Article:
How to reduce your child’s vaccine anxiety – preparation key

Table of Contents

Your child has probably heard about Coronavirus by now and may have some worries. They may also already have heard about “a vaccine” but not know what this is.

The following anxiety-reducing method is appropriate not just for the COVID-19 vaccine but can help with all vaccines (immunisations) administered by a needle, such as Influenza,  Diptheria, Tetanus, Pertussis (whooping cough), meningococcus etc.

It’s the “Not Knowing” that makes things scary for kids. So, I’ve made a 5-step breakdown of how to explain having a vaccine to your child.

Each step has a separate main point that you want to get across to your child. Following each step, in order, allows a natural flow to the discussion and gives your child the chance to voice concerns or ask questions.

I’ve written the discussion exactly as you might say it, in this font. This approach worked for my kids from about age 3 onwards. The younger the child, the simpler your language will be:

Step 1 – You need to have an injection

There’s a virus in the world called Coronavirus, or COVID, which can make people very sick.
But we now have medicines to stop people from getting sick, even if they catch the virus.
There is a special medicine called a vaccine.
It’s a tiny injection that stops you from getting sick, even if you catch the Coronavirus.
Pretty handy hey?!

Then PAUSE and see if your child asks any questions.

If your child doesn’t know what an injection is:

It’s a very thin needle that goes this far (hold your thumb and index finger 1 cm apart) in your arm for about 3 seconds to give the medicine to your body. 

The focus in on how this vaccine prevents serious illness, but your child will by now be thinking about the injection. So here is the next step.

Step 2 – You can do this! You’ve already had loads of injections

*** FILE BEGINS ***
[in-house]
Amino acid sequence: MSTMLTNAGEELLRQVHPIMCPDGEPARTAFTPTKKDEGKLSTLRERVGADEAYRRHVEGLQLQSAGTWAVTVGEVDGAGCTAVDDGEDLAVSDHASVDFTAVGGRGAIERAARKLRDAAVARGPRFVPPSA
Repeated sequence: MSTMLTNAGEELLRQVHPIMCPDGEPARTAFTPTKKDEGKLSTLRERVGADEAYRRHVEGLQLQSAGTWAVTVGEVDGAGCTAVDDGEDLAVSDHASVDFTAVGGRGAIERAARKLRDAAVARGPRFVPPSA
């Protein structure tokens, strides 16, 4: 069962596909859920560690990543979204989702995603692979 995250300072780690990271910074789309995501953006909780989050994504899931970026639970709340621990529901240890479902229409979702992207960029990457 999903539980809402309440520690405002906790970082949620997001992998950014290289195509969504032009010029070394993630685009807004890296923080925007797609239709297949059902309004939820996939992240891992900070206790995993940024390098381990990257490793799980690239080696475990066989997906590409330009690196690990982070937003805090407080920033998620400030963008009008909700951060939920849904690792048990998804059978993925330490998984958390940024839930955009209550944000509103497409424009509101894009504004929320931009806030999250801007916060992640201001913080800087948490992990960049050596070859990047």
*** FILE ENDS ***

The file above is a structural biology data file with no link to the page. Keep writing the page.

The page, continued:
Do you know you’ve already had heaps of injections? (At this point I like to bring out their immunisation record for them to hold, and we look at it together).
You had an injection when you were born.
Then you had more when you were 2 months old, 4 months old, 6 months old, 1 year old, 1 ½ year old, and 4 years old!
You’ve had heaps – and you were super brave for all of them!

At this point, your child may want to count up the number of injections they have had. They may also be very interested in how they went with all these injections. This is a great time to follow your child’s lead, as well as reflect on those experiences (which they probably won’t remember).

Step 3 – Reflect on previous injection experiences

If your child asks how they went previously:

Well, you cried when you were a baby.
You were too little for me to explain what would happen, so it was a big shock.
But as you got older, you got braver and braver. Sometimes you cried a bit, but you sat on my lap and had a big cuddle and it was over really quickly.
One time, they blew bubbles and distracted you, and you hardly even noticed!

Depending on how playful your child is feeling, you might show them what happened (a bit like the Bluey “Doctors” episode):

When you were little the injection was like this (poke them gently in the thigh and say) “Sting!” right here in your thigh!  (Why? Because that was your chubbiest bit!).  

Step 4 – Be honest. It will hurt, but not much.

This time, now you’re big, you will have the injection in your arm.
You will feel the needle (Yes, it IS a needle, no need to make a big deal of it), but you’ve had heaps of ouchier things. (Your child may think of all the pains they’ve had before – this is very helpful because you can then relate this vaccine to their previous experiences.)